The Boston Globe hosted Sustainability Week 2022 to celebrate Earth Day all week with various events and webinars. Yesterday, I listened in on “The Carbon-Free House of 2030” session moderated by Eileen McEleney Woods of The Boston Globe, with panelists Nick Falkoff of Auburndale Builders in Newton, Arah Schuur of Northesat Energy Efficiency Partnerships, and Chris Porter of National Grid in New England.
The 40-minute discussion centered on Massachusetts’s housing stock (which is the second oldest in the country nearing a median 60 years old, close behind New York state which is just a few years older), and the need to retrofit these homes with better insulation and more efficient HVAC systems powered by air source heat pumps rather than natural gas or oil-powered furnaces and boilers. We all know now that electrification of our homes is key to reducing our carbon emissions, of which 27% originates from our homes. Solar is the natural progression once a home’s envelope and systems have been addressed, to further mitigate our reliance on and supplement the power grid.
New construction of passive homes, high-performance homes, and LEED-certified homes were also touched on briefly. Another topic mentioned was the tradeoffs of spray foam insulation, which while generally favored for superior air-tightness, higher R-value, and easier maintenance, may not actually be as green-friendly as cellulose insulation due to spray foam’s higher flammability, petroleum composition, and possible toxic chemicals. Lastly, while Massachusetts is moving towards more environmentally sustainable standards, Nick Falkoff of Auburndale Builders reminded the panel that education of the trades is our biggest bottleneck right now on the transition to carbon-free homes in the next decade. Absent supply chain disruptions, we may have the technology and continuous improvement to get us to where we need to be, but in addition to educating homeowners, it’s the home builders and tradesmen, who are in high demand due to the current housing inventory shortage, that will need to learn, become experts, and lead the charge in implementing sustainable building materials, systems, and practices.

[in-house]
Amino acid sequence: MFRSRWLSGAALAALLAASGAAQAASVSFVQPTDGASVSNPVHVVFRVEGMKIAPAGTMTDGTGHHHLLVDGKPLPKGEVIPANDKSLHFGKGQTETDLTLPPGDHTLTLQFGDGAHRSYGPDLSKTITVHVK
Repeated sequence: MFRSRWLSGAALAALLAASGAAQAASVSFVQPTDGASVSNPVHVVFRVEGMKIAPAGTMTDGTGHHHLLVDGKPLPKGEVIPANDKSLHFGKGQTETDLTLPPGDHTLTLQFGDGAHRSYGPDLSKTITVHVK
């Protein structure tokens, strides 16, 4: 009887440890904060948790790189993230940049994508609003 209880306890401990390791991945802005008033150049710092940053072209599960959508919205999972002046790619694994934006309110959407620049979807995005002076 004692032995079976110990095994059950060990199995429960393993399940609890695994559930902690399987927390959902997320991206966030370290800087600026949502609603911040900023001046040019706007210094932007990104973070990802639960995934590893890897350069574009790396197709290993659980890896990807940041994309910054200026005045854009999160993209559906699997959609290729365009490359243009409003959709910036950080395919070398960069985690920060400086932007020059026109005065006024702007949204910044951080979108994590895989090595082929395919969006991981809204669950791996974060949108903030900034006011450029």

Watch the full discussion of “The Carbon-Free House of 2030”.
Also, these additional resources were provided as a follow-up, courtesy of The Boston Globe Sustainability Week “Carbon-Free House of 2030” panel:
Northeast Energy Efficiency Partnerships
NEEP’s Heating Electrification Initiative
Cold Climate Air Source Heat Pump Product List
Mass Save No-Cost Home Energy Assessments for Homeowners
Mass Save Residential New Home Construction Incentives
Heat Pump Information & Rebates
Passive House Institute US
Passive House Massachusetts
The Northeast Sustainable Energy Association (NESEA)
Studio for High Performance Design and Construction (SHPDC)
Green Building Advisor
Philips’ Environmental, Social and Governance (sponsor)
From Aviator Properties Team, we believe every day is Earth Day and it’s our aim to improve the planet one home at a time! As your local Greater Boston real estate professionals, we hope the information provided here can help just a little to point us towards a greener future. Our mission is to go above and beyond to elevate your real estate experience, and we look forward to educating and informing our clients on the benefits of sustainable homeownership.